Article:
Clyde B. Northrup

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Staff of Shigmar, Chapter 5, Part 1

Posted by gwermon on October 20, 2014 at 11:40 AM Comments comments (0)

20 October 2014


We return to the serialization of our epic fantasy, Staff of Shigmar: Book 2 of The Redemption, as the chosen pause to assess the armies about to attack the city before beginning their journey north to find Shigmar’s tomb.


Chapter 5, Part 1


Secretly smuggled out of Shigmar

the CHOSEN trail led north

to the home of the first headmaster

Shigmar, founder of great renown

seeking the powerful artifact

hidden in the first kailu’s tomb. . . .


from ‘The Great Year,’ a song cycle by Sir Kovar, written atno 3553


Shigmar, city of the kailum, lay nestled in a valley in the central part of the Monti-stethreu, or “Mountains of the Fallen Star.” Through this valley wound the Krystal River, named after both the lake which was its source, and the clear, pure water; the river ran from north to south through the valley. The city of Shigmar covered both banks of the river, which flowed into the central market, and there was diverted into the caverns beneath the city where the river became part of the city’s sewer system. The city sat at the southernmost point of the valley, with the school of the kailum perched atop the cliff-edge of the valley, just above the point where the river issued from the caverns beneath the city, falling five-hundred feet, in several stages, to the plateau below. The valley north of the city, on either side of the river, was covered with lush farmlands, which supplied most of the food for the city. The land closest to the river was the most fertile, covered with orchards and fields of vegetables; the rolling hills bordering the valley’s bottomland were sown with grains, and on the lower slopes of the mountains, livestock roamed where ash and birch grew in abundance. From its establishment, the people of the valley had been completely self-sufficient, and trade with other cities, beyond the villages and farmers living along the Krystal River, had not been established until the beginning of the second millennia, atno 1007, when the mountain trail leading to the valley had been expanded into a road over which wagons could pass. Once the wagons had begun to arrive, the city expanded from being the simple home of the school for kailum to a bustling center of trade.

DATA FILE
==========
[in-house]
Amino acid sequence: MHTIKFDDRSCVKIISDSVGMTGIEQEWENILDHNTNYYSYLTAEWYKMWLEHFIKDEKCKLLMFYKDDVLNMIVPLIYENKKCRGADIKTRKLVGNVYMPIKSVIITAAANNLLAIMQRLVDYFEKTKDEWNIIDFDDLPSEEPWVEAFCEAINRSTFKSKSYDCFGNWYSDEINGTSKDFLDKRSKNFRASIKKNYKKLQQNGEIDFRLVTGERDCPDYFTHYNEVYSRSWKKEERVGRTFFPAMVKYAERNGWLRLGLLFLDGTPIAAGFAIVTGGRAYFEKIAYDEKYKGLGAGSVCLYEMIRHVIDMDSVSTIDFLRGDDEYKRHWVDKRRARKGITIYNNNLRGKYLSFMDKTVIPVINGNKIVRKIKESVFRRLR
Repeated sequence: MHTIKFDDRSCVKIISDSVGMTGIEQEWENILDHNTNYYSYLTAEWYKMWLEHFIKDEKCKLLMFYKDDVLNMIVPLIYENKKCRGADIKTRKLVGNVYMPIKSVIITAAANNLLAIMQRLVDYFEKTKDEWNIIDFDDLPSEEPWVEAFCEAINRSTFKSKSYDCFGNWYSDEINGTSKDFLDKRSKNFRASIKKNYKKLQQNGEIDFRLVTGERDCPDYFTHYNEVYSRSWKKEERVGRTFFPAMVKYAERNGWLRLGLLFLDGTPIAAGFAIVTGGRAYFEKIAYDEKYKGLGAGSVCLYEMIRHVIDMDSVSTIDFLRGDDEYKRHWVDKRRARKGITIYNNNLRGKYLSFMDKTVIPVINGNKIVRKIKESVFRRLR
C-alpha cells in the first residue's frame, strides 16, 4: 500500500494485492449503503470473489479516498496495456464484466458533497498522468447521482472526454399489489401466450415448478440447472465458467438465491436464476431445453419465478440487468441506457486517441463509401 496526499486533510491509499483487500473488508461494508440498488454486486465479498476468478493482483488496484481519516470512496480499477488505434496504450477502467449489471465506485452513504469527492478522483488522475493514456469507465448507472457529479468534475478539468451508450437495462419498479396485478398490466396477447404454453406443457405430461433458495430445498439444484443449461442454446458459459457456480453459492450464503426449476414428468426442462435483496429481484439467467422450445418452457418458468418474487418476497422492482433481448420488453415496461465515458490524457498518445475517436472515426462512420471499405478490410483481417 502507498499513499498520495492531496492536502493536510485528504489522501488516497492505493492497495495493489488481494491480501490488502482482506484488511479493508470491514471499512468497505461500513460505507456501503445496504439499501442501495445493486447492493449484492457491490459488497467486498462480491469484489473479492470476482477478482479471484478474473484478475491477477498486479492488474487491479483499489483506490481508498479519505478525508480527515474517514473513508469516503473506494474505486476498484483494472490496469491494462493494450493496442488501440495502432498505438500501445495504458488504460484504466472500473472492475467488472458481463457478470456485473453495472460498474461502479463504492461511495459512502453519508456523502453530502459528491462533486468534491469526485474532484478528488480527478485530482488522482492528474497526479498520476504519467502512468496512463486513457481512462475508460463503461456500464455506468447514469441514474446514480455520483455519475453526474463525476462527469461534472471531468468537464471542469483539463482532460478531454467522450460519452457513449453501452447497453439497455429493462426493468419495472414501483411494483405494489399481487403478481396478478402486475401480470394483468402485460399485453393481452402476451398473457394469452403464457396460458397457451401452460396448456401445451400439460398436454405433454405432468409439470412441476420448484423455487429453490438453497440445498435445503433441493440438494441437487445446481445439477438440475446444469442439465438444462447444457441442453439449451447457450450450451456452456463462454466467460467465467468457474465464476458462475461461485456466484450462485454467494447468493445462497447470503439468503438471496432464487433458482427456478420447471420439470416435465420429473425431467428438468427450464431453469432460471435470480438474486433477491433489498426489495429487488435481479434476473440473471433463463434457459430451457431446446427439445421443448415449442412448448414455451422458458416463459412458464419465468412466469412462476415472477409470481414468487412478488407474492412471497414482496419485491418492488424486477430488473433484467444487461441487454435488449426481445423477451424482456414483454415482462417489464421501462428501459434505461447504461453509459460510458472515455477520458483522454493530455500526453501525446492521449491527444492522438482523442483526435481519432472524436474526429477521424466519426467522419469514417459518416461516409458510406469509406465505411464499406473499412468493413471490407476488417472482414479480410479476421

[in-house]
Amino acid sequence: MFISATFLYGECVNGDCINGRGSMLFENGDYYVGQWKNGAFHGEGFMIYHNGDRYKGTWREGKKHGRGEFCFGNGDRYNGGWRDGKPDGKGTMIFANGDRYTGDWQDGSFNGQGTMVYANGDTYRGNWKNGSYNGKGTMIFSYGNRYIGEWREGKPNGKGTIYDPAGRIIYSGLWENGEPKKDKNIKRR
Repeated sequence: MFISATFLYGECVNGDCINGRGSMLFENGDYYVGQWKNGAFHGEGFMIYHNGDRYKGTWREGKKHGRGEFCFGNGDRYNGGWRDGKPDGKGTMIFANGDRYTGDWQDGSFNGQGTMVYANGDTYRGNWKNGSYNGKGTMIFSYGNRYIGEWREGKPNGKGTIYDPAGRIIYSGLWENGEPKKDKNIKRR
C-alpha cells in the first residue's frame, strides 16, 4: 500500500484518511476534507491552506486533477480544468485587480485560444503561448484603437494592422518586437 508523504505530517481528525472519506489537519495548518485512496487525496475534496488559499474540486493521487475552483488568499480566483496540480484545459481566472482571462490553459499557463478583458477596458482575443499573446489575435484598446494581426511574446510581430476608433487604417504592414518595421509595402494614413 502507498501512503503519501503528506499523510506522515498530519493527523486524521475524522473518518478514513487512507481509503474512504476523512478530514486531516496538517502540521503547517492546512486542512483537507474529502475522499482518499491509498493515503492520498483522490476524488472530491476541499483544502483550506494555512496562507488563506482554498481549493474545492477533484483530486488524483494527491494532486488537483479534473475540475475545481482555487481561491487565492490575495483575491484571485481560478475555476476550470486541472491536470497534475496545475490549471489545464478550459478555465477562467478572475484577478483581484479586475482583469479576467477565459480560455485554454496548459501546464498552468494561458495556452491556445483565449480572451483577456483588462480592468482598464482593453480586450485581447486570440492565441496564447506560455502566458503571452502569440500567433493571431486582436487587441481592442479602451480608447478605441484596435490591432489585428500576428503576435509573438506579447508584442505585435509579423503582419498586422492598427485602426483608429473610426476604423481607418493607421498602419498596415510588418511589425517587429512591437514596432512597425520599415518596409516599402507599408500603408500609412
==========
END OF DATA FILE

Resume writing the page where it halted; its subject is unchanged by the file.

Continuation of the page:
Like all cities of the realm, Shigmar was surrounded by a stone wall with a single gate, a gate bridging the river, which had been dammed to create a small lake that helped to protect the city. The gate usually remained open while the sun was up, but on this day, when the sun rose, the gates did not open; the city guard manned all fortifications in and around the gate, refusing to let anyone pass. Word had gone around the city that the vanguard of an unfriendly army occupied an area to the northwest behind the first hill, and so out of sight of the walls. A detachment of horsed guards had reportedly passed through the gates in the time just before dawn, sent to scout out enemy movements. Many kailum had gone with them, including, if the rumors were true, Headmaster Myron himself. This rumor did little to calm the fears of many of the city’s inhabitants, since all of them had been awakened several hours before dawn by an explosion that rocked the city, coming from the eastern quarter, and rumor had it that one of the nicer inns there had been destroyed by the blast, and all who were staying there killed. As the sun rose, the soldiers manning the walls could see smoke rising beyond the first hill northwest of the city, west of the river. On the east side of the first hill northeast of the city, a small group of riders stood holding their mounts, waiting for the sixth and smallest member of their party to return.

When Klaybear finished telling Rokwolf what had happened since they had last spoken, the seklesi stood for a time in thoughtful silence before speaking. “All that has happened over the past few days,” Rokwolf finally said, breaking his silence, “seems to be a part of some larger plan of Gar’s that he prepared long before, especially the marking of some of us, mentally.”

They stood together holding the reins of their horses, with Thal holding Blakstar’s mount along with his own, while Rokwolf held the reins of Tevvy’s smaller pony along with his own. The kortexi moved between watching the shadows under the trees to the north, the way Tevvy had gone a quarter of an hour before, and moving to the west, where he could just see the enemy vanguard across the river.

Thal nodded. “I think you must refer particularly to the alterations made to the patterns of my mind,” he noted.